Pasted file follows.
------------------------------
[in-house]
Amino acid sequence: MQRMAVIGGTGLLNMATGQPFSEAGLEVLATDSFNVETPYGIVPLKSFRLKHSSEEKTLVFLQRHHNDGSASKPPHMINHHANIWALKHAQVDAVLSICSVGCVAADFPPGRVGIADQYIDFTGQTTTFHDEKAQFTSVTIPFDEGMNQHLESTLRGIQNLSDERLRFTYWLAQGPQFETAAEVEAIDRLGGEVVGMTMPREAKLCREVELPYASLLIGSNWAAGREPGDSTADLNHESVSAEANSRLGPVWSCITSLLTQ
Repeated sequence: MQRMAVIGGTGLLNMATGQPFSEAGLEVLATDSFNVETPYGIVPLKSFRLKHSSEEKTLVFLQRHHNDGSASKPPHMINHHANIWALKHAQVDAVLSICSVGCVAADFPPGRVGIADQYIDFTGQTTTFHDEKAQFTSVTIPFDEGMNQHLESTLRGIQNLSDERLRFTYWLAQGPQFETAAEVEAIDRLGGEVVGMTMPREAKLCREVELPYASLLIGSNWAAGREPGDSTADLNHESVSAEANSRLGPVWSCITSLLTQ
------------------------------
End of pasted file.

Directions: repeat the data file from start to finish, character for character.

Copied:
[in-house]
Amino acid sequence: MQRMAVIGGTGLLNMATGQPFSEAGLEVLATDSFNVETPYGIVPLKSFRLKHSSEEKTLVFLQRHHNDGSASKPPHMINHHANIWALKHAQVDAVLSICSVGCVAADFPPGRVGIADQYIDFTGQTTTFHDEKAQFTSVTIPFDEGMNQHLESTLRGIQNLSDERLRFTYWLAQGPQFETAAEVEAIDRLGGEVVGMTMPREAKLCREVELPYASLLIGSNWAAGREPGDSTADLNHESVSAEANSRLGPVWSCITSLLTQ
Repeated sequence: MQRMAVIGGTGLLNMATGQPFSEAGLEVLATDSFNVETPYGIVPLKSFRLKHSSEEKTLVFLQRHHNDGSASKPPHMINHHANIWALKHAQVDAVLSICSVGCVAADFPPGRVGIADQYIDFTGQTTTFHDEKAQFTSVTIPFDEGMNQHLESTLRGIQNLSDERLRFTYWLAQGPQFETAAEVEAIDRLGGEVVGMTMPREAKLCREVELPYASLLIGSNWAAGREPGDSTADLNHESVSAEANSRLGPVWSCITSLLTQ